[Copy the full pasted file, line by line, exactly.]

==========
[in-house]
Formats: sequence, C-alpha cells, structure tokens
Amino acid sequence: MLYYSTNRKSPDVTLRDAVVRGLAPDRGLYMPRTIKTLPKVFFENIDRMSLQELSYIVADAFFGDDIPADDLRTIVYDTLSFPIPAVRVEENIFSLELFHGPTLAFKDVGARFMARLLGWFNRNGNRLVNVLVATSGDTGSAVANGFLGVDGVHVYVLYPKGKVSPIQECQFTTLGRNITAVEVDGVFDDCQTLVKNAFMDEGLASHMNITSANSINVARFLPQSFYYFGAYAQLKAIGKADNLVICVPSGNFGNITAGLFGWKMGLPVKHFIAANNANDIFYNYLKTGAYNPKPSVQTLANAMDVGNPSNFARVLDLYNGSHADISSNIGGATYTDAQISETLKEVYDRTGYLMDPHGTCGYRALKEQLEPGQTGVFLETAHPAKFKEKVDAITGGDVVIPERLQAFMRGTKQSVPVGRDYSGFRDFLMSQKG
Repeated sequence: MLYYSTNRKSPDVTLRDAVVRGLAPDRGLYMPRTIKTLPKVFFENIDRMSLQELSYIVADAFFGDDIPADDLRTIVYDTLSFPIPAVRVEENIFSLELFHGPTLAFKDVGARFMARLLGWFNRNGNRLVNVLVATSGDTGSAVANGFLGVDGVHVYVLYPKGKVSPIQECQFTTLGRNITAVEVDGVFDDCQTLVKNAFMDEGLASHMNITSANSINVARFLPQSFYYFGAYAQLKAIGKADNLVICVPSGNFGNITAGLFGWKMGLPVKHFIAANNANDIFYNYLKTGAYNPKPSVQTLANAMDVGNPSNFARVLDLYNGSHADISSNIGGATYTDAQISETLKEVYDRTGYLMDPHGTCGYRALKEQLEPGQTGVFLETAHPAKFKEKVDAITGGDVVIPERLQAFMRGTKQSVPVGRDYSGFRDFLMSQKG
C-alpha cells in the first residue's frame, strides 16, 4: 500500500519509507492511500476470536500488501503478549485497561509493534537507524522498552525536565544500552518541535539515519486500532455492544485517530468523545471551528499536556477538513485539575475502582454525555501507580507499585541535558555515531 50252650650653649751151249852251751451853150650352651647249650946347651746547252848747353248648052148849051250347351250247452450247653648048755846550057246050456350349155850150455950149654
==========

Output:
[in-house]
Formats: sequence, C-alpha cells, structure tokens
Amino acid sequence: MLYYSTNRKSPDVTLRDAVVRGLAPDRGLYMPRTIKTLPKVFFENIDRMSLQELSYIVADAFFGDDIPADDLRTIVYDTLSFPIPAVRVEENIFSLELFHGPTLAFKDVGARFMARLLGWFNRNGNRLVNVLVATSGDTGSAVANGFLGVDGVHVYVLYPKGKVSPIQECQFTTLGRNITAVEVDGVFDDCQTLVKNAFMDEGLASHMNITSANSINVARFLPQSFYYFGAYAQLKAIGKADNLVICVPSGNFGNITAGLFGWKMGLPVKHFIAANNANDIFYNYLKTGAYNPKPSVQTLANAMDVGNPSNFARVLDLYNGSHADISSNIGGATYTDAQISETLKEVYDRTGYLMDPHGTCGYRALKEQLEPGQTGVFLETAHPAKFKEKVDAITGGDVVIPERLQAFMRGTKQSVPVGRDYSGFRDFLMSQKG
Repeated sequence: MLYYSTNRKSPDVTLRDAVVRGLAPDRGLYMPRTIKTLPKVFFENIDRMSLQELSYIVADAFFGDDIPADDLRTIVYDTLSFPIPAVRVEENIFSLELFHGPTLAFKDVGARFMARLLGWFNRNGNRLVNVLVATSGDTGSAVANGFLGVDGVHVYVLYPKGKVSPIQECQFTTLGRNITAVEVDGVFDDCQTLVKNAFMDEGLASHMNITSANSINVARFLPQSFYYFGAYAQLKAIGKADNLVICVPSGNFGNITAGLFGWKMGLPVKHFIAANNANDIFYNYLKTGAYNPKPSVQTLANAMDVGNPSNFARVLDLYNGSHADISSNIGGATYTDAQISETLKEVYDRTGYLMDPHGTCGYRALKEQLEPGQTGVFLETAHPAKFKEKVDAITGGDVVIPERLQAFMRGTKQSVPVGRDYSGFRDFLMSQKG
C-alpha cells in the first residue's frame, strides 16, 4: 500500500519509507492511500476470536500488501503478549485497561509493534537507524522498552525536565544500552518541535539515519486500532455492544485517530468523545471551528499536556477538513485539575475502582454525555501507580507499585541535558555515531 50252650650653649751151249852251751451853150650352651647249650946347651746547252848747353248648052148849051250347351250247452450247653648048755846550057246050456350349155850150455950149654